LAKE FAUSSE POINTE — Several organizations and volunteers banded together Saturday at Lake Fausse Pointe to return live oak trees to their natural habitat at the state park.
Natalie McElyea with the LSU AgCenter’s Youth Wetlands Program and Dean Wilson with the Atchafalaya Basinkeeper were heading the project, which was in conjunction with Pack & Paddle and LA State Parks.
The group was girdling the Chinese tallow trees, which have grown abundantly in the area and taken over the area, to gradually kill the tallow trees and allow for live oaks to grow.
Girdling is a process where the bark is cut around the tree in several areas to stop nutrients from getting to other parts of the tree, Wilson said, which results in the slow death of the tree.
“It doesn’t disrupt the forest,” Wilson said. “The branches fall first and the tree rots … Eventually the trees fall into the ground. The animals will break it up and eat the decomposition.”
Ringing the trees means no herbicides are used and allows for the tree to give nutrients to other animals, he said.
“By the time it’s rotted, dozens of animals are in there,” McElyea said. “A lot of people remove them in mass, but that just results in more (tallow trees) … Removing them slowly creates a habitat for cavity resters and other animals, and it doesn’t shock the system.”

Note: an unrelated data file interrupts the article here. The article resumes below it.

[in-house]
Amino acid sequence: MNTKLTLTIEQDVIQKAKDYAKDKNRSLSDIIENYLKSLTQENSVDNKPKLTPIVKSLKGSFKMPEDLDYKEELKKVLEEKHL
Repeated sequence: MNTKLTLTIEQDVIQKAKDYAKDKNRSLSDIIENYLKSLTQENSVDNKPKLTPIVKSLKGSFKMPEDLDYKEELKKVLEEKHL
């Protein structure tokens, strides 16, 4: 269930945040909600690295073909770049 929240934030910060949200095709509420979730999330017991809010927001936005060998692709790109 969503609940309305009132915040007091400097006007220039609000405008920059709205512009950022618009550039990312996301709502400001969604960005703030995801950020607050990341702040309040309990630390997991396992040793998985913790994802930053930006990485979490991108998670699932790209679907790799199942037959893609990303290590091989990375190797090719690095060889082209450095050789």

The group of about 20 volunteers, including Mike Van Etten with TreesAcadiana, planted about 600 live oaks.
“Originally most of the forests were live oak and cypress forests,” Wilson said. “Europeans came in and went after the cypress and live oaks … the forests were invaded by the Chinese tallow trees, which are not good for wildlife.”
The tallow trees have low nutrients, so when the animals eat the berries the tallow trees produce, they feel full but don’t have the energy they need, Wilson said.
“The birds will eat them and then continue on their migration and then fall all over,” McElyea said. “It’s like eating popcorn and running a marathon.”
The process of removing the tallow trees and providing room for the live oaks to grow will take decades, Wilson said.
“It’s an act of love,” he said. “We’re not going to be able to enjoy it. Hopefully our grandkids will.”
Wilson said he will have to continually go back to keep ringing the trees as the forest has thousands of tallow trees and they can try to regrow where the bark was cut.